Alex Kennedy

ALEXANDER STUART KENNEDY, was born on January 24, 1891, in Edinburgh. Leaving school, he joined the nursery staff on the County Ground at Southampton in 1905. There was no one acting as coach to the Hampshire colts in those days and Kennedy actually gained his first real knowledge of cricket from watching the county players at practice and bowling to anyone who wanted a net.

During the next two years he took part in a lot of country house cricket in and around Southampton, but mostly at Brockenhurst Park. About this time C.B. Llewellyn was playing for Hampshire and to him almost alone Kennedy owed whatever instruction he received in the art of flight and length bowling.

Llewellyn took great interest in his young protégé and gave him every encouragement. Kennedy spent many hours at the nets trying to perfect his control of length by aiming to pitch the ball on a piece of paper.

Kennedy played his first match for Hampshire early in July in 1907 when he was sixteen and a half years of age and he enjoyed the distinction, although taking only seven wickets in two games, of heading the county bowling averages that season. Although showing promise the young cricketer did not get a regular place in the eleven until 1909.

In that year and the next as well he obtained thirty-one wickets and marked improvement came in 1912 when he first took a hundred wickets for his county and was nominally top of the bowling averages. He was not quite so successful in 1913 but, in 1914, the last season before the war, he obtained 148 wickets for twenty runs apiece.

Following the season of two-day matches after the war, Kennedy, taking 164 wickets for just over seventeen and a half runs apiece, headed the county bowling averages in 1920 and in the following season he shared with Newman the honour of being the best all-rounder in the side. He hit two innings of over a hundred and was again top in bowling with a slightly better record than Newman.

He achieved the distinction of scoring a thousand runs and taking over a hundred wickets, repeating this performance in 1922 and 1923, but he fell away a little the next summer without, however, losing much of his skill or effectiveness as a bowler.

From that time down to and including last season when he obtained 134 wickets for less than nineteen runs apiece, Kennedy, if not quite so successful as a batsman, has only on rare occasions failed to take a hundred wickets in a season.

From the few figures I have given it will readily be gathered that since he secured his place in the Hampshire eleven, Kennedy has, over a long period of years, been one of the best county bowlers in the country and, as in the case of Astill, it is a little difficult to understand why such a fine bowler and more than useful bat has never appeared for England against Australia.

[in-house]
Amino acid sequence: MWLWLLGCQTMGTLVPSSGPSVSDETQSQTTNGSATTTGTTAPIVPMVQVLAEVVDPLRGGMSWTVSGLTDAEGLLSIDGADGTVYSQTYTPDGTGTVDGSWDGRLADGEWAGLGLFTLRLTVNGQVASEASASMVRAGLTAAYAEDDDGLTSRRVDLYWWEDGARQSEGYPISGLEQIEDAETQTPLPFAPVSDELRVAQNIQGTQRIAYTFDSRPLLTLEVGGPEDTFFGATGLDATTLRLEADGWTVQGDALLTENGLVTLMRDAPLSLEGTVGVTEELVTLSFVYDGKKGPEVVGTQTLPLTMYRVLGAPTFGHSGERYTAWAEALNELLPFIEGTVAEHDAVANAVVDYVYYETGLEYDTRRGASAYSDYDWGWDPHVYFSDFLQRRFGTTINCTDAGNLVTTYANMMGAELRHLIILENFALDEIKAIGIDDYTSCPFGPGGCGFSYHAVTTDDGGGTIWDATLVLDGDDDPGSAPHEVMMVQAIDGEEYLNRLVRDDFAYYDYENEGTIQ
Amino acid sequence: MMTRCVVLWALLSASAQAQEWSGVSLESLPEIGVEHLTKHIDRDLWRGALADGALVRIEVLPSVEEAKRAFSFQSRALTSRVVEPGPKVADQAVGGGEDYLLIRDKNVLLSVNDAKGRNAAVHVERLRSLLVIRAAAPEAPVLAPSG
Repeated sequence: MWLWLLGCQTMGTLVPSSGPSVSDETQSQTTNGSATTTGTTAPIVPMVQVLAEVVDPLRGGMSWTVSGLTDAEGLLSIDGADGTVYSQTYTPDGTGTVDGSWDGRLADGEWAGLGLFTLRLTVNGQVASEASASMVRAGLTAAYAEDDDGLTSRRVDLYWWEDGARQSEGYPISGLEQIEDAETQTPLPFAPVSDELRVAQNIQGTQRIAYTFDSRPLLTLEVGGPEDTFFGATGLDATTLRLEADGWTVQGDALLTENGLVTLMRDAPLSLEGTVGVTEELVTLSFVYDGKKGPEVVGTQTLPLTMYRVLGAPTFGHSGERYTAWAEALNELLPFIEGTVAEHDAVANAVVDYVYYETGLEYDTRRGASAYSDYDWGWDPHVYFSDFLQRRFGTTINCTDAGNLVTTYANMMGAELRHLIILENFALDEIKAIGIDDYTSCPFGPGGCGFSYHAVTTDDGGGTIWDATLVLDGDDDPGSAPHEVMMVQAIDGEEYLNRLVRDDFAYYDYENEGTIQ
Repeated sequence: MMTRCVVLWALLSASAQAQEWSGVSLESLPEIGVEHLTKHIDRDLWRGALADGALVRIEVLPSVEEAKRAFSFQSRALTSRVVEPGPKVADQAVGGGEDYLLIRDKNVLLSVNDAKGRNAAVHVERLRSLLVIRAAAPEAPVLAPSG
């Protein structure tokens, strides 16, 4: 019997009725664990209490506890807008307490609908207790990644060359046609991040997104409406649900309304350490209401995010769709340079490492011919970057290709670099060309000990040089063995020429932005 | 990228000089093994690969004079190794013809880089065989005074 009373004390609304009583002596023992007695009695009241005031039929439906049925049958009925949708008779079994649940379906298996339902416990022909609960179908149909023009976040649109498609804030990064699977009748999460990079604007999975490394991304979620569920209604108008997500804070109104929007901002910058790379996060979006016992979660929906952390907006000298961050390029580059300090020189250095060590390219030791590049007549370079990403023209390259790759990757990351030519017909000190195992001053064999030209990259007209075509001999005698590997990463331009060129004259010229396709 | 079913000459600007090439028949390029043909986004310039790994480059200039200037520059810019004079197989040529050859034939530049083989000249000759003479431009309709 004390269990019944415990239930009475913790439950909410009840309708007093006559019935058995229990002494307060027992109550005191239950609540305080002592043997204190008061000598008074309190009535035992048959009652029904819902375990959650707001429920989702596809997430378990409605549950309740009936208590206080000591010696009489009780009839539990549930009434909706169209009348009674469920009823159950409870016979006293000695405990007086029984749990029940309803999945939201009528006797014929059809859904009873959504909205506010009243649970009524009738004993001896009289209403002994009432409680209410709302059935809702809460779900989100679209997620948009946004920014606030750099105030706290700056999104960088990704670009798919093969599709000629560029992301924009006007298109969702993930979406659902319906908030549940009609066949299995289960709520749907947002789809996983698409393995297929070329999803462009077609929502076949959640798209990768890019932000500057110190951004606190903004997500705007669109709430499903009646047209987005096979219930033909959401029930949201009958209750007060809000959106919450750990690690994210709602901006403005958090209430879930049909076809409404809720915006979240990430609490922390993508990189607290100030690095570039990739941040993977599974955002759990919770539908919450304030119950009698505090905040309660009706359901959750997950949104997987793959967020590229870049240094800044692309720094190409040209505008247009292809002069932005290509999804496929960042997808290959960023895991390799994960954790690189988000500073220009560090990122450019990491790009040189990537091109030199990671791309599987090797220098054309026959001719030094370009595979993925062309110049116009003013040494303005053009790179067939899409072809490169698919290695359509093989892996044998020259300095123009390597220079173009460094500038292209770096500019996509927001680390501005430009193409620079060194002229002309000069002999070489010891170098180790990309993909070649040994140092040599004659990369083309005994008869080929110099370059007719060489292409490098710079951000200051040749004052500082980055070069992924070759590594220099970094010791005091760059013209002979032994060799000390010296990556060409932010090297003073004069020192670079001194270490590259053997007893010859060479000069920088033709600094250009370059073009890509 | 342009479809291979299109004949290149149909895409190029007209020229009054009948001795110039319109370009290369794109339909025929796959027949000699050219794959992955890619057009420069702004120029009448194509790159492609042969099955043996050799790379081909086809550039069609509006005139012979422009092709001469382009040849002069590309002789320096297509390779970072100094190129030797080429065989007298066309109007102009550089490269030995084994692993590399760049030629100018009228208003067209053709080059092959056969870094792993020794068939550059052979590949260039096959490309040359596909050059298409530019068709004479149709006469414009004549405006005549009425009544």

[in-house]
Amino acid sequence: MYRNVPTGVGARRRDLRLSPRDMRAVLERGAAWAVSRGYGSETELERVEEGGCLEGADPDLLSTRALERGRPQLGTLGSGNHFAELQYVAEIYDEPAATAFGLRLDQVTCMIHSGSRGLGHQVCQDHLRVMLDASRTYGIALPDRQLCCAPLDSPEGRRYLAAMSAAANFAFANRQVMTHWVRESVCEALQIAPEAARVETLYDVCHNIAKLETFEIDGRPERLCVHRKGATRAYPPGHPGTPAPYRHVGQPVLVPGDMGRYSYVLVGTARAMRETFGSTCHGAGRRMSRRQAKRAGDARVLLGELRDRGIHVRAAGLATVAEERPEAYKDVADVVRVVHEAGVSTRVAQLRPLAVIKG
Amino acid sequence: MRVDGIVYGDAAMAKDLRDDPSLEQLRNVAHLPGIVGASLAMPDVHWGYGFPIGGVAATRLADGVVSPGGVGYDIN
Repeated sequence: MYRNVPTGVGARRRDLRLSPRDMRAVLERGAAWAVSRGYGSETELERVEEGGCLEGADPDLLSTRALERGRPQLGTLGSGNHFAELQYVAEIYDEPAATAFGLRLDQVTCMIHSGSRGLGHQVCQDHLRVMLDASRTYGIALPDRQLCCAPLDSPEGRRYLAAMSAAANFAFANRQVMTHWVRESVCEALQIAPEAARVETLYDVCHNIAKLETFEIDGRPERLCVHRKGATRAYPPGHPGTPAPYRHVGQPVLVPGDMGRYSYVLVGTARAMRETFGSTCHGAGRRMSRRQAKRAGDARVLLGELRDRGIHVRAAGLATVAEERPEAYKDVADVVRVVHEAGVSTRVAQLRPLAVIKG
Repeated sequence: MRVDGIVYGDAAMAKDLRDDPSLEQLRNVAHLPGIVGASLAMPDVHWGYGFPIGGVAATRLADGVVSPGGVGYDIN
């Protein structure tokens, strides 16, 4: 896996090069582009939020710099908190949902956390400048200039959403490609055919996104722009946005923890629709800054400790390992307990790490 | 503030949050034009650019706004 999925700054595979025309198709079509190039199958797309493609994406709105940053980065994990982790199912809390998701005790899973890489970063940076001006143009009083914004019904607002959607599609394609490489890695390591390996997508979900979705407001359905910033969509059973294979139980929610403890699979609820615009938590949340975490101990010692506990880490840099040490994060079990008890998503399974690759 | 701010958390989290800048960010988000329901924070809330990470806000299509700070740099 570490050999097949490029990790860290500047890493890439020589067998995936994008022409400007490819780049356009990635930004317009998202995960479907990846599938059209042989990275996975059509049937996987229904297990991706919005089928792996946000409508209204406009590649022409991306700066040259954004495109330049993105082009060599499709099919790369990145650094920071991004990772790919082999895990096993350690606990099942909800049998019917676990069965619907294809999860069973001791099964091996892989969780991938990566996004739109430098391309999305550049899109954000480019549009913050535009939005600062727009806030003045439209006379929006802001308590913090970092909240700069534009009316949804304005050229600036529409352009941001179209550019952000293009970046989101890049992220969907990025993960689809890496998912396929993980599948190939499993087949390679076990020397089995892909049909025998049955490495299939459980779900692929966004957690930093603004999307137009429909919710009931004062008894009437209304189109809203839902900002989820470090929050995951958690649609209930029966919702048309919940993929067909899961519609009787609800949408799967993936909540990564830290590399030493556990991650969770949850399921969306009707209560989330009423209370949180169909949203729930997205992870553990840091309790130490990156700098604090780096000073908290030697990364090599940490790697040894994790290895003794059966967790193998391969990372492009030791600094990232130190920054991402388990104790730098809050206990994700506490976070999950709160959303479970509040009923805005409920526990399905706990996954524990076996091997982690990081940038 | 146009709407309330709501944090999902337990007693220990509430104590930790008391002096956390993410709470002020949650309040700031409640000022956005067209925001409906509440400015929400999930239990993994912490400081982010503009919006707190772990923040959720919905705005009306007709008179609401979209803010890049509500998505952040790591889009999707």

Perhaps some explanation for this may be found in the fact that some years ago when he was at the height of his powers there were rumours that his action was not above suspicion.

Bowling with his hand very high, almost indeed directly above his head, Kennedy relied for his success on accuracy of length combined with an in-swing which, fortified by spin off the pitch, made him, on his day, a very difficult bowler against whom to prevail. It was this high delivery with a real or apparent flick which gave rise to the idea his action was open to question.

Very naturally he resented in most strenuous fashion the accusation but, unfortunately for him, there remained in the minds of the successive selection committees the germ of the suspicion. This probably has stood in the way of his being picked for a representative match in this country or for an England team going out to Australia.

In the winter of 1924-25 he visited South Africa, where for several years he had undertaken coaching engagements, with the unofficial team taken out by the Hon. L.H. Tennyson. He took 21 wickets in the five representative matches and 79 in all matches, being, with Geary, the most successful bowler on the side.

During his career he has appeared on many occasions for the Players against the Gentlemen and was in the Lord's match in 1914, 1919 and 1922. His most lively recollection, however, of this particular fixture is that of the Oval in 1927 when he took all ten wickets in the Gentlemen's first innings for 37 runs and two in the second innings for 21 runs. A great but unlucky bowler!

© John Wisden & Co